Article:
Flynn’s right: Southie’s parade needs a re-set

Our friends and neighbors in South Boston have grown accustomed to disruptions and some measure of bad behavior from the hundreds of thousands of people who descend on “the town” each year for the St. Patrick’s Day-themed parade through their streets.

But, in the aftermath of this year’s events, there’s a growing sentiment that the parade – along with the throngs of people that it attracts – has become more than just a nuisance. It’s a public safety hazard.

Ed Flynn, who represents South Boston on the City Council, spoke out about his own frustrations, and those of his constituents, on Monday, the day after “almost a million” people, by his count, overwhelmed the neighborhood.

“If we are not able to meet basic standards of decency and respect the South Boston neighborhood, the parade should be moved out of South Boston indefinitely,” Flynn wrote in a post on social media.

He added: “We must make major changes and implement a zero tolerance for public drinking, any form of violence, fighting and destruction of property, and other quality of life issues.”

In an interview with WBUR, Flynn suggested that the parade might be moved downtown, where spectators congregate for rolling rallies to celebrate victories in sports. Other parades, like the city’s annual Veteran’s Day parade, are also held in the City Hall area. And if the re-located parade route remains a safety hazard, it might be an option to put it on pause.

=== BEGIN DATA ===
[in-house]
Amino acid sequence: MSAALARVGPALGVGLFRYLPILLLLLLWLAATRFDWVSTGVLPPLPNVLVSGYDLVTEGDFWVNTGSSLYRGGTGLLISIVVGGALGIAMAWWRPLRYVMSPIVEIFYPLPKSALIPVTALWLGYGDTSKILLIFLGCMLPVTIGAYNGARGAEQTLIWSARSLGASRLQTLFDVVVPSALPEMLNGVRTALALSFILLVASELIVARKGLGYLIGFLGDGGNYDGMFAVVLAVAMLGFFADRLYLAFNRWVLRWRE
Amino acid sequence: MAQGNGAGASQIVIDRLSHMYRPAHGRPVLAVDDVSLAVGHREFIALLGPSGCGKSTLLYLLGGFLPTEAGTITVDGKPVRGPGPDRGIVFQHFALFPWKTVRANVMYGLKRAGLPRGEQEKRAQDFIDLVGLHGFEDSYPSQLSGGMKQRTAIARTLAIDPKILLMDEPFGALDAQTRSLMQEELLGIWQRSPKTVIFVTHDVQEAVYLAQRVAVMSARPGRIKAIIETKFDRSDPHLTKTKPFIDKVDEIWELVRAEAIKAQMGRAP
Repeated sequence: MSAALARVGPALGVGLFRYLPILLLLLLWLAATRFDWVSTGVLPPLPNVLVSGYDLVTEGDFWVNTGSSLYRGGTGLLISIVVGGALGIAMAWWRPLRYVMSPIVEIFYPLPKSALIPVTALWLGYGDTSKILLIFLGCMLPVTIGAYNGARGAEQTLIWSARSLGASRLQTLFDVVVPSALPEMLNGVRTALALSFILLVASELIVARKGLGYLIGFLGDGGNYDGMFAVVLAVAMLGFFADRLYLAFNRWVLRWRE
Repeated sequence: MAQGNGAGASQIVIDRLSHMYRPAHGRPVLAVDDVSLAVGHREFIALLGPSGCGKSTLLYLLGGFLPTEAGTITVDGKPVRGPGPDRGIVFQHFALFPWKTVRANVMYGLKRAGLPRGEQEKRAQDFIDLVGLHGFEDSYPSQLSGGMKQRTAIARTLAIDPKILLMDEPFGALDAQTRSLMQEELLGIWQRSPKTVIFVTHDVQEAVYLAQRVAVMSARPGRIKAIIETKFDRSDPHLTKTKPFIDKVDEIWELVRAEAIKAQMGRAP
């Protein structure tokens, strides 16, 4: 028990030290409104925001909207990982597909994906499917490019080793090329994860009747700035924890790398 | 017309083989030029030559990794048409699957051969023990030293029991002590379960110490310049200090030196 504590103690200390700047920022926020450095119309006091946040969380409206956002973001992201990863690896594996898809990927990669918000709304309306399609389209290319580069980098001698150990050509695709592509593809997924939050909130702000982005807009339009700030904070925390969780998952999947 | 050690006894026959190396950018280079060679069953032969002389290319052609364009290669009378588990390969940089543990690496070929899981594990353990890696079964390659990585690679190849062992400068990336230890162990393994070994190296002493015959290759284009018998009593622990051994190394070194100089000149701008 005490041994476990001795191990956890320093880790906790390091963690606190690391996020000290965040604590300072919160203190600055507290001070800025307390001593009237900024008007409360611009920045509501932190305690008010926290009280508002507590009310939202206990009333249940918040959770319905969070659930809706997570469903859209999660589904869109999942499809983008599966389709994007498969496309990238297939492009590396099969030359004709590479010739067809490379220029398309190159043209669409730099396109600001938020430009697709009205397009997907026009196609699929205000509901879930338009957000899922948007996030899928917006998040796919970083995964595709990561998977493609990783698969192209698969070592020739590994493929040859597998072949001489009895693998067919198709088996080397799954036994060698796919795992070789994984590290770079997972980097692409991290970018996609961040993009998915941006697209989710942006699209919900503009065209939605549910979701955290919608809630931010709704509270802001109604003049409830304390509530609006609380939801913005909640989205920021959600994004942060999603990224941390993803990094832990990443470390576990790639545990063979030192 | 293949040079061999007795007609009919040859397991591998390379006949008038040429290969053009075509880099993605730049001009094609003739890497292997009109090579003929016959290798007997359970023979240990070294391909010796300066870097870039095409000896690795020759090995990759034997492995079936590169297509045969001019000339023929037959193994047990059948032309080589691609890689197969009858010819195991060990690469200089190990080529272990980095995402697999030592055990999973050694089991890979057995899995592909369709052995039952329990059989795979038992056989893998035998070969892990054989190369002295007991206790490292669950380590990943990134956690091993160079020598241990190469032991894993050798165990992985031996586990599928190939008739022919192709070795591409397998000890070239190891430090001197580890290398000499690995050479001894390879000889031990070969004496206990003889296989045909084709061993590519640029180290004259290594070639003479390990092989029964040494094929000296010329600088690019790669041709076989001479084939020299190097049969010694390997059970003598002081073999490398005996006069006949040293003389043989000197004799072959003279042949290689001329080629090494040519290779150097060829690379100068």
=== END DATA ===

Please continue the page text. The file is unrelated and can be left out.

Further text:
Based on reports gleaned from official sources and first-hand accounts from friends who attended – or attempted to attend – Sunday’s parade, Flynn’s assessment rings true. The crowds that flooded into South Boston on Sunday tipped everything into a dangerous situation. Among the 12 reported arrests, police reported that two firearms were recovered from men who were so inebriated they needed assistance to walk. Fights and assaults were rampant. One high school student was jumped and beaten so badly he needed to visit the emergency room. Another young man was “sucker-punched” and left with a broken jaw.

Even where the throngs did not turn violent, the volume of people packed into a tight section of the city was way too much. The T’s Broadway station was so jammed that the Red Line cars couldn’t stop at the platform. People felt unsafe. Public drunkenness was pervasive and relatively unchecked.

One resident who lives on the parade route told us that she wanted to leave the neighborhood for the day but felt it necessary to essentially “shelter in place” to protect her property. “I’m too afraid to leave,” she reported.

This is no way to celebrate the rich history of our city.

Perhaps it’s time to consider splitting up the dual holiday. Celebrate Evacuation Day in Southie, home to Dorchester Heights, the pivotal historic site from which the liberation of Boston was achieved on March 17, 1776. The date – arguably more important than the saint’s day in the Boston context – can still be a celebratory event, but more localized and, perhaps, less of a draw for those whose object is over-the-top drinking.

From the Irish American perspective, it must be noted that the boorish behavior by some who invade the city on St. Patrick’s weekend is an affront to those of us who claim Irish ancestry. People who see the need to get plastered to the point of inebriation aren’t celebrating a heritage; they’re making a mockery of it.

The Irish community, South Boston, and the entire city deserve better. Our elected leaders should follow Councillor Flynn’s lead in making the changes needed to preserve public safety and the best traditions of our city’s neighborhoods.

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